I had a chat with Cristina Sesma of MachineWorks, the makers of Polygonica.
You may have not heard of this UK-based firm, as their product, Polygonica, is not end-use software, but instead is more of a toolkit that is embedded in other products. The product has been around since 2011, while their company began in 1994 building CNC and CAM software.
What does Polygonica software do? They explain it thusly:
“Delivered as a set of APIs, Polygonica’s unique polygonal modelling technology takes advantage of years of MachineWorks development providing automatic, fast and robust Boolean operations. Other algorithms in Polygonica allow solid mesh healing, mesh offsetting, mesh simplification, mesh analysis and generally any mesh manipulation.”
Sesma believes Polygonica is the best solution for healing 3D models, which we all know are often corrupted during generation and transformation into mesh formats. With complex models, the process of automatically repairing issues can be incredibly tedious if done manually. Many automated repair solutions can take on such tasks, but it’s hit-or-miss whether they repair the model properly. Usually I try several different tools until I find one that works best.
Sesma correctly explained to me that 3D printing models requires them to be watertight with no self-intersections, but that many CAD models typically have bad geometry and require repair. That’s what Polygonica does: automatically repair broken 3D models.
Polygonica Point Cloud
One of the sweet spots for Polygonica is the analysis of point clouds. These are typically obtained through 3D scans, where a massive series of “points” in 3D space are identified during the scan. The problem is in translating the point cloud into a proper 3D model.
Usually this is a very difficult process because scans are notorious for including noise. There may be stray bits disconnected from the scanning subject, or even “echoes” where the scanner momentarily messed up its positioning.
Sesma explained to me that Polygonica can recreate the original shape “quickly and cleverly”, which is quite a feat given the experiences I’ve had using most point cloud software.
Polygonica Mesh Processing
Polygonica can also perform a number of mesh operations, and one of the most useful is simplification. This is the process of reducing the number of faces in the mesh to a more reasonable amount. Often 3D scans collect far more data than is actually required, and the corresponding 3D models end up with “heavy” meshes.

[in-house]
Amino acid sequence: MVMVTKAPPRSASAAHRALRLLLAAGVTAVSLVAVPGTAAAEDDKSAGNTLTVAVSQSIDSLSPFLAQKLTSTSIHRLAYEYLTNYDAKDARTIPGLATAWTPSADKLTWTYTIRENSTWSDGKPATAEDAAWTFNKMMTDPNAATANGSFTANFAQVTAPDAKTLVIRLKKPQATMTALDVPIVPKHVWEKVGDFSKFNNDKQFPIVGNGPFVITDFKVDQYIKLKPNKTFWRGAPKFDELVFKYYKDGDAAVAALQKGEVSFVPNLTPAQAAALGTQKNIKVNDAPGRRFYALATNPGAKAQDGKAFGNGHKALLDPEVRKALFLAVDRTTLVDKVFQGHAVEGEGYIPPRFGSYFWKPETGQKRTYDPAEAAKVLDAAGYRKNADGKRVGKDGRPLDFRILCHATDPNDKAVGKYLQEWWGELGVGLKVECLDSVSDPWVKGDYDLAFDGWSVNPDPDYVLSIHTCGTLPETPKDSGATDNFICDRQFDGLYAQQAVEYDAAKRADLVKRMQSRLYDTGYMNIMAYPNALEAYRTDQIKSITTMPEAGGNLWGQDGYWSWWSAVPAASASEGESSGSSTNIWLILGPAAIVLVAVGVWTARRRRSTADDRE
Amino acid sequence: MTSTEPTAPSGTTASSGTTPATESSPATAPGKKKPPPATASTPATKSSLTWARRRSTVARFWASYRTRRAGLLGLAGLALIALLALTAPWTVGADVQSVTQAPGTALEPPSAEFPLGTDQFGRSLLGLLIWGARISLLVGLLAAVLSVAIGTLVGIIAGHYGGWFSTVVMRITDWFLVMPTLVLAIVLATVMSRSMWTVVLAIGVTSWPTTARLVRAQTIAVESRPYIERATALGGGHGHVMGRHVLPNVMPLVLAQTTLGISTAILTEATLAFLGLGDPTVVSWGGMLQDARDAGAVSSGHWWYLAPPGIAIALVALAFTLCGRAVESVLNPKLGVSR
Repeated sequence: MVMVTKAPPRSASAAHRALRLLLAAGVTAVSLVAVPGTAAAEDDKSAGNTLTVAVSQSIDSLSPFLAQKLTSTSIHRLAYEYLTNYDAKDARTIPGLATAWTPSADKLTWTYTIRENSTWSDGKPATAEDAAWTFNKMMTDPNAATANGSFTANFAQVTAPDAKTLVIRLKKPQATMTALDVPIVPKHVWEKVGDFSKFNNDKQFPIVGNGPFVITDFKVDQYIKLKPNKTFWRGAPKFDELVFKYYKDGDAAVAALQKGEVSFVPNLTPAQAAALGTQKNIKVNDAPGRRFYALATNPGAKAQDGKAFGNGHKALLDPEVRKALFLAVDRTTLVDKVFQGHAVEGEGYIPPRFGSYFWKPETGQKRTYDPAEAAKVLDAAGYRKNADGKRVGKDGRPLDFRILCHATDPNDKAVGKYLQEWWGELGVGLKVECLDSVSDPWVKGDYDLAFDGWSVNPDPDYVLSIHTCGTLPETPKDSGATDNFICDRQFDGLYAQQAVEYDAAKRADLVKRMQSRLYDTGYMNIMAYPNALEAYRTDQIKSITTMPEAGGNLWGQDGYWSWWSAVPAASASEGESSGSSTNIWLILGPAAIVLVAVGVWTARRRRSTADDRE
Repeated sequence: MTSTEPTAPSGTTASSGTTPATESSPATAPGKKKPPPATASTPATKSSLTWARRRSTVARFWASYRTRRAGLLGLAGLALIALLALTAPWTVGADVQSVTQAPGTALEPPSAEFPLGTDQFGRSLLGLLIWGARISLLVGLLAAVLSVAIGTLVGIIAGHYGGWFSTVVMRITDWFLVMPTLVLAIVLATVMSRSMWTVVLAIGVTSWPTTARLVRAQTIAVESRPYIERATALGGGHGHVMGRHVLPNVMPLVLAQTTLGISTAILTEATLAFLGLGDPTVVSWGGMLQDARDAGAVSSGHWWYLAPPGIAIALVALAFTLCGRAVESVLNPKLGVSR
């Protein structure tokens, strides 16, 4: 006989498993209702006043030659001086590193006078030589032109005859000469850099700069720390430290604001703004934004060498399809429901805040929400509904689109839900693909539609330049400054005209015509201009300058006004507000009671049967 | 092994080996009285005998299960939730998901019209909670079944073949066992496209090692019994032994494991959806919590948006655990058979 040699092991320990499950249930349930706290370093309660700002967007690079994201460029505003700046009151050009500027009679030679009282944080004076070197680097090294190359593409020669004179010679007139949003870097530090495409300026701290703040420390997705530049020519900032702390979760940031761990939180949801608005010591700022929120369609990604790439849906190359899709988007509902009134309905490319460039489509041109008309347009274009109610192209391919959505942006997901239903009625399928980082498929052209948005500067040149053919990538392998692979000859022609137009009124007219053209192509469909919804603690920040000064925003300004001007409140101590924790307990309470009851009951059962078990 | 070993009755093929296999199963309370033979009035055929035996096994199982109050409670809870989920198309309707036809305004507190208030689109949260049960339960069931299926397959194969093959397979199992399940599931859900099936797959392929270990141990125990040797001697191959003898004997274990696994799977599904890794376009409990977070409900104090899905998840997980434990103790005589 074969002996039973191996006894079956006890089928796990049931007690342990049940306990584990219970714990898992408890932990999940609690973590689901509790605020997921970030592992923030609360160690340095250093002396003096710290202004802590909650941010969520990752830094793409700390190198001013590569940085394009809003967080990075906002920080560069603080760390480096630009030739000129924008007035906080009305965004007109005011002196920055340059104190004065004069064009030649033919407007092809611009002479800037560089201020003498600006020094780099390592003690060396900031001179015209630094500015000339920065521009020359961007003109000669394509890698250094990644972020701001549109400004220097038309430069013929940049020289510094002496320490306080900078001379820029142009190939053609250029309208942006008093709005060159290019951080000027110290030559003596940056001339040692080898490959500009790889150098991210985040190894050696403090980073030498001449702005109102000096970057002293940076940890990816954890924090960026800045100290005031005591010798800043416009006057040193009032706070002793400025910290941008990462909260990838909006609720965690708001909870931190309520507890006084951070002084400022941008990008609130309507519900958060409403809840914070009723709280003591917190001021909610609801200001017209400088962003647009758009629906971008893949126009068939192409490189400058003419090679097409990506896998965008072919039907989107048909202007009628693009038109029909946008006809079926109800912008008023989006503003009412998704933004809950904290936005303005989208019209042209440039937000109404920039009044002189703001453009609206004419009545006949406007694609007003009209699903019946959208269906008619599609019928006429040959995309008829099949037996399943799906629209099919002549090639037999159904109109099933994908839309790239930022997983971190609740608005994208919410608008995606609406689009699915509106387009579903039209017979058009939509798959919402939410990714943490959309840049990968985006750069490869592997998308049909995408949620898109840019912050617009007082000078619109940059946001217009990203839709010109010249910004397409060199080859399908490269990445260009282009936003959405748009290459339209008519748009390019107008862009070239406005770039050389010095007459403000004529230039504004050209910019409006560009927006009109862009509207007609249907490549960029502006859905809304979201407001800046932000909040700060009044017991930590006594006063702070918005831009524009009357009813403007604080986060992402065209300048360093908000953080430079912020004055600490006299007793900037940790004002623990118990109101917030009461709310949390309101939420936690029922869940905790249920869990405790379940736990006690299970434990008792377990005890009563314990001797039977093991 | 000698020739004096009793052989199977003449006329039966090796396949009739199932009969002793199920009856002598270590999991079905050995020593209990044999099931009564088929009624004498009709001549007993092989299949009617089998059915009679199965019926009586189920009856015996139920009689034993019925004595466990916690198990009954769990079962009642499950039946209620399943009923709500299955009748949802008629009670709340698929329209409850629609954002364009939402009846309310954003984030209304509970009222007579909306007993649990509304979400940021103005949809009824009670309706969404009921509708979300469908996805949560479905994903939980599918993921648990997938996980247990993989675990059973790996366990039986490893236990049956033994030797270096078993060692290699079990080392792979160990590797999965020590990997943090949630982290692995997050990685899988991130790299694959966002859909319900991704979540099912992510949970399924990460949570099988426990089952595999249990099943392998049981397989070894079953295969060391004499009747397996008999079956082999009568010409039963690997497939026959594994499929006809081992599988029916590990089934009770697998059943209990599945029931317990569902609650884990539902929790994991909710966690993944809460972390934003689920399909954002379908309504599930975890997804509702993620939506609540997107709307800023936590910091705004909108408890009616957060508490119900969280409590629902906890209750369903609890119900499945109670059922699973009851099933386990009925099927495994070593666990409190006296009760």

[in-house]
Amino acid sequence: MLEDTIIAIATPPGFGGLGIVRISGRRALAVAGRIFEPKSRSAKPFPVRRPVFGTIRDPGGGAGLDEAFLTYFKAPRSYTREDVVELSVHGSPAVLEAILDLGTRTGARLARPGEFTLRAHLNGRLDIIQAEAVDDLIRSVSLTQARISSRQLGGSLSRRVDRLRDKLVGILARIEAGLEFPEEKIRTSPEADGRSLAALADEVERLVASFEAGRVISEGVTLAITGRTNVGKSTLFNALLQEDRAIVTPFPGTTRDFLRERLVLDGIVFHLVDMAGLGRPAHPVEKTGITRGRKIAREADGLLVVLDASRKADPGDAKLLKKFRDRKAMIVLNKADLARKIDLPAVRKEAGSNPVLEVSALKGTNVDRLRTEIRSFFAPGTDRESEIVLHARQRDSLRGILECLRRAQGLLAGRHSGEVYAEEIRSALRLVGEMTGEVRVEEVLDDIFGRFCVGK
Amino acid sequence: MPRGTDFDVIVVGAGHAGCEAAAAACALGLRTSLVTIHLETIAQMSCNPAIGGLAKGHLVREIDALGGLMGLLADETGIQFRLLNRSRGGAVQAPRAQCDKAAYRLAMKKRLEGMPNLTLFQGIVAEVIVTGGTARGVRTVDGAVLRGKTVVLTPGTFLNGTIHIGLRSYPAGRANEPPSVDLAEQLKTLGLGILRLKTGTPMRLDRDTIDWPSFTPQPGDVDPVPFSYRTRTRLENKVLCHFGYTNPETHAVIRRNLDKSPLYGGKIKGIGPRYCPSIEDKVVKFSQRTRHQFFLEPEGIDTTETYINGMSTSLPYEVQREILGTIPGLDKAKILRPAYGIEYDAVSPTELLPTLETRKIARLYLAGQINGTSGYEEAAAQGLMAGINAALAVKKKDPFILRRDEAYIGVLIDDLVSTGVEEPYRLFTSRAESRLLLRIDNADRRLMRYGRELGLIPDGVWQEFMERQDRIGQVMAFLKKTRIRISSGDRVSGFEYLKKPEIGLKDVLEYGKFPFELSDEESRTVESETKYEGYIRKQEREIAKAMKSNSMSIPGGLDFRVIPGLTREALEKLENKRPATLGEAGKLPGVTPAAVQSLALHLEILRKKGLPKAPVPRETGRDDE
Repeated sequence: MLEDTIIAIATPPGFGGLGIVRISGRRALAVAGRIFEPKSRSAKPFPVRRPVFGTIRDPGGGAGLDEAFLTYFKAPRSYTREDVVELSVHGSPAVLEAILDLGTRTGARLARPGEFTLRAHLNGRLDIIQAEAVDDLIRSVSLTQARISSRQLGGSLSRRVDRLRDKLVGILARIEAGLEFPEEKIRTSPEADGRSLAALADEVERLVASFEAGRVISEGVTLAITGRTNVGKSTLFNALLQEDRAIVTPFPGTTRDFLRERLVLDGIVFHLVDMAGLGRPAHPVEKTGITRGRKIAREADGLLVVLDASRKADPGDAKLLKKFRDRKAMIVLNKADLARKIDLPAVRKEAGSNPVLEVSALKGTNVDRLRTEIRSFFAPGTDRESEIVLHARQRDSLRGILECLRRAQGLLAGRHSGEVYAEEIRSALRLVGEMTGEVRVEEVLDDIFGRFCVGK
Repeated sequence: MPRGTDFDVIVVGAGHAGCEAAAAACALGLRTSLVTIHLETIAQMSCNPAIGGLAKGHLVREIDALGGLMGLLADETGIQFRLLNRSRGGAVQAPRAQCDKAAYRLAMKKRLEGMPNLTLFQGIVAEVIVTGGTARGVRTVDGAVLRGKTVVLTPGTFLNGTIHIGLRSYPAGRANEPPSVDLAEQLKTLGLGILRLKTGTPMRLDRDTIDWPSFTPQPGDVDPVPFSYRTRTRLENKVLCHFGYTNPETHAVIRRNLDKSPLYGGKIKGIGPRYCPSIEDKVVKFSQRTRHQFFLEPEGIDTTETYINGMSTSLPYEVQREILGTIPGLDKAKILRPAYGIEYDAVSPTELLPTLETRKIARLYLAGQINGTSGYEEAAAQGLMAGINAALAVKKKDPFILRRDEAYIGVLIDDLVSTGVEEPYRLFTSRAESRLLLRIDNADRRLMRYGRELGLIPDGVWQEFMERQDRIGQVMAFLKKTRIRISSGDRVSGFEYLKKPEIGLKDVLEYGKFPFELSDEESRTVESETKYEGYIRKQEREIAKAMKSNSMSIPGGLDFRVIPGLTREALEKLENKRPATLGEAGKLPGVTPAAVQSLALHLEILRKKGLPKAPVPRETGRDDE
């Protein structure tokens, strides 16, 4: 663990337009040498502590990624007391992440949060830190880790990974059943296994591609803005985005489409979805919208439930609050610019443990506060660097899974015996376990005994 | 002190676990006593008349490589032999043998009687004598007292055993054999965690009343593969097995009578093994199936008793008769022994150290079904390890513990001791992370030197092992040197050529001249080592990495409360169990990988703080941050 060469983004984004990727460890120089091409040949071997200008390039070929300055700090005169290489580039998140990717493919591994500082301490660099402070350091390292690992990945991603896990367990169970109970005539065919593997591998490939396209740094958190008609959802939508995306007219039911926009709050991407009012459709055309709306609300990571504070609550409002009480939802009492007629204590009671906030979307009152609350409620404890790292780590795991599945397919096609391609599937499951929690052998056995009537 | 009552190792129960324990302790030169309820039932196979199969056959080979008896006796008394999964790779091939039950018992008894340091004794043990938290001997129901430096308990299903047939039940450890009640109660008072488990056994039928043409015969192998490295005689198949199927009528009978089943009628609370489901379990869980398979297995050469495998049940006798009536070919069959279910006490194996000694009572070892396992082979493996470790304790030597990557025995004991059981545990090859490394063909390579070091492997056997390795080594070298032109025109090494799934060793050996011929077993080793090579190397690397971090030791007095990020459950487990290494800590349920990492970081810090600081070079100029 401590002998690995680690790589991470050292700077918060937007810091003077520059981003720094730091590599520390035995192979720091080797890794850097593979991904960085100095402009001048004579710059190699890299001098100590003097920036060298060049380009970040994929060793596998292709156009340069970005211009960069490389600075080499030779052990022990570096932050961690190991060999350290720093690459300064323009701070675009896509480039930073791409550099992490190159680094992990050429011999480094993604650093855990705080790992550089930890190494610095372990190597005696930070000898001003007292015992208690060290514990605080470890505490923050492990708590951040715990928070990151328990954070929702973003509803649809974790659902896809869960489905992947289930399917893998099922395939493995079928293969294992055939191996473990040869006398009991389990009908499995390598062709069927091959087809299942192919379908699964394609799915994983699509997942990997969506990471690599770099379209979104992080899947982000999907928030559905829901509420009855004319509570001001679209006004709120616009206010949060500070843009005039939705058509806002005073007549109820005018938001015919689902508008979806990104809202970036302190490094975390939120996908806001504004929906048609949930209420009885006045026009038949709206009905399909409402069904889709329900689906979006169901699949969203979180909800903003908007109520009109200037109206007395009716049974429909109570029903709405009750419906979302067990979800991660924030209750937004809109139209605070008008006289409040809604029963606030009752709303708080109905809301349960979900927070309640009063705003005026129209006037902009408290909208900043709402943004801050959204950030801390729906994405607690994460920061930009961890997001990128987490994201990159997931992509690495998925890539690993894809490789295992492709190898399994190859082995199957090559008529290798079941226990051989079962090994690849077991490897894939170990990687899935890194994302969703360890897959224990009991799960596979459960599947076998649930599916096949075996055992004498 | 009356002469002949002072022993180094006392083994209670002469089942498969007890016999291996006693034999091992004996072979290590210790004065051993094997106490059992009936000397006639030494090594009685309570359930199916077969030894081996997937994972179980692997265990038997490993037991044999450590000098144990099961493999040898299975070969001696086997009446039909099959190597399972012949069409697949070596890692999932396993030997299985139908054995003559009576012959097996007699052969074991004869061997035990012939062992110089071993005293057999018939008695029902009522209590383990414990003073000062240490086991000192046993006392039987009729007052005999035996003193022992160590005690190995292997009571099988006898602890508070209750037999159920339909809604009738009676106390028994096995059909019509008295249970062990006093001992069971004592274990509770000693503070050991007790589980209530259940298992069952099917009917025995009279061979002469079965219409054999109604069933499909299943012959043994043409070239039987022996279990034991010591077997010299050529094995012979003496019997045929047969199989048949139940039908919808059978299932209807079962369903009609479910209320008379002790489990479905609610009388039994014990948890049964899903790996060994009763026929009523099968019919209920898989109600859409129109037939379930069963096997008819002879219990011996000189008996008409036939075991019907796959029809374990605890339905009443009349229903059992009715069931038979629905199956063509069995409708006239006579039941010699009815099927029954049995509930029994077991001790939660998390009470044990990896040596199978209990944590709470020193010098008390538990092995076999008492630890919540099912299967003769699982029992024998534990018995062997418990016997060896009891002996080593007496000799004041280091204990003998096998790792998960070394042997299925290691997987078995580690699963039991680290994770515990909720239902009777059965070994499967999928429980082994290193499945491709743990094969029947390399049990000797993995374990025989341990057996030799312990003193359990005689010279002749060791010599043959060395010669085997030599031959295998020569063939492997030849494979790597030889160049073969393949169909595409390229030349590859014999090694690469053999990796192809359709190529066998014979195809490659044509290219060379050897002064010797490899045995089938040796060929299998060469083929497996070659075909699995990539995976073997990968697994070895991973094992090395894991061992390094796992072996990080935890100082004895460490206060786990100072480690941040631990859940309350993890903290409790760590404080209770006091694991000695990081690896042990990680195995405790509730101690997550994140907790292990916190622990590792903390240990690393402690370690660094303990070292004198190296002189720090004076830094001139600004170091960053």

These large mesh files turn out to be problematic for subsequent processing. For example, if you’re preparing the 3D model for printing, the slicing software might choke on a very large 3D model. By simplifying the mesh one can at least speed up slicing significantly, if not allow the slicing to even complete successfully.
I asked Sesma who is using Polygonica, having no idea who their typical clients might be. She told me they have many clients in the medical and dental industries, and there’s an interesting reason for this.
Medical and dental developers are often creating new and unique tools to deal with 3D scans obtained in their respective areas. While these developers are familiar with the medical and dental aspects, there is no reason for them to re-invent the base functions of mesh processing.
Thus they simply license copies of Polygonica to embed in their vertical applications to quickly perform the necessary mesh functions. They can then spend the majority of their development time building the app, not mesh utilities.
There are a number of well-known 3D printing organizations making use of Polygonica, although you might not know it. These include:
Stratasys (in GrabCAD Print)
Another aspect that’s driving business towards Polygonica is intellectual property factors. Some organizations do not want to send their 3D models to cloud-based services for repairs, and thus are keenly interested in localized mesh processing. This can be done by implementing an application with Polygonica’s functions quite easily.
Sesma told me Polygonica is particularly suited for processing organic geometries, which are normally quite hard to deal with. Yet these are exactly the kind of data that comes from their frequent clients: think of a dental 3D scan of a gum line, for example.
Sesma said Polygonica’s latest release includes the ability to use curvature as a property of surfaces, which surely makes this type of processing a lot easier. In the end, she says the tool produces “well proportioned triangles” for a processed 3D model.
This is quite interesting, as most of the tools I’ve used end up producing a mess of huge and tiny triangles to match the shape, and that’s simply not good.
Sesma says that many FEA simulation systems work optimally when there are well-proportioned triangles, as they can get swamped by numerous small triangles that don’t really add anything to the simulation.
Beyond mere 3D model repair, Polygonica has many different uses that you might not expect. One described by Sesma involved clients using the tool to analyze 3D representations of mining tunnels. The client was able to identify pockets in the mine and could make determinations about where to cap the tunnels.
Another application can be to determine where residual powder might be trapped within a 3D model. This could be extremely useful for a service bureau operating powder-based 3D printers in metal or plastic materials, as it could enable an increase in post-processing quality.
When you think about it there are many potential applications for this type of software, well beyond 3D printing. However, I suspect with the increase in generative design we will see a corresponding increase in the need for complex mesh processing, and that just might be something Polygonica can handle.